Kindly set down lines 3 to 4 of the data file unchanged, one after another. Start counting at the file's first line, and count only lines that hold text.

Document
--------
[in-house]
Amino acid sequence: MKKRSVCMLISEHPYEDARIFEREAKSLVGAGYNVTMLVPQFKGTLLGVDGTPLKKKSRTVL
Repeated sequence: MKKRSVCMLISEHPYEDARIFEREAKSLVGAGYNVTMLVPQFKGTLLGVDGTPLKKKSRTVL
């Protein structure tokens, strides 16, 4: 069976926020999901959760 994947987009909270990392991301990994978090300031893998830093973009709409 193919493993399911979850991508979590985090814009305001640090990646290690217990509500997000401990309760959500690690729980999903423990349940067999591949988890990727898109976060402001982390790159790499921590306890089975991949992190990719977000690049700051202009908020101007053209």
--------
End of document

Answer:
Repeated sequence: MKKRSVCMLISEHPYEDARIFEREAKSLVGAGYNVTMLVPQFKGTLLGVDGTPLKKKSRTVL
């Protein structure tokens, strides 16, 4: 069976926020999901959760 994947987009909270990392991301990994978090300031893998830093973009709409 193919493993399911979850991508979590985090814009305001640090990646290690217990509500997000401990309760959500690690729980999903423990349940067999591949988890990727898109976060402001982390790159790499921590306890089975991949992190990719977000690049700051202009908020101007053209």